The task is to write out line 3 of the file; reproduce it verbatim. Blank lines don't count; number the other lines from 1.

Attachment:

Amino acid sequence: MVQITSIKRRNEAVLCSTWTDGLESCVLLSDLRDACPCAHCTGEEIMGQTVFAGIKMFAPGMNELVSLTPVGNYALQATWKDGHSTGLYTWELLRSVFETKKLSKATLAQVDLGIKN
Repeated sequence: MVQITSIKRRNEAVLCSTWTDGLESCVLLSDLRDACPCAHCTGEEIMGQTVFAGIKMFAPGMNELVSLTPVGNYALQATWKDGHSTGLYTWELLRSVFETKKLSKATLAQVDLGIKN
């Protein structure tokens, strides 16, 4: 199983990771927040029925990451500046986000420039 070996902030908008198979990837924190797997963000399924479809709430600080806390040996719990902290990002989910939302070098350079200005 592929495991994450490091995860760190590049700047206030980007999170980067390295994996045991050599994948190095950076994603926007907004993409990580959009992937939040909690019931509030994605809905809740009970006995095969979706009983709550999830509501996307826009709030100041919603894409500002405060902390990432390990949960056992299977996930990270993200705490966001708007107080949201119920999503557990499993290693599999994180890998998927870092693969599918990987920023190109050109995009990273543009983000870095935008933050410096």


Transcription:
């Protein structure tokens, strides 16, 4: 199983990771927040029925990451500046986000420039 070996902030908008198979990837924190797997963000399924479809709430600080806390040996719990902290990002989910939302070098350079200005 592929495991994450490091995860760190590049700047206030980007999170980067390295994996045991050599994948190095950076994603926007907004993409990580959009992937939040909690019931509030994605809905809740009970006995095969979706009983709550999830509501996307826009709030100041919603894409500002405060902390990432390990949960056992299977996930990270993200705490966001708007107080949201119920999503557990499993290693599999994180890998998927870092693969599918990987920023190109050109995009990273543009983000870095935008933050410096």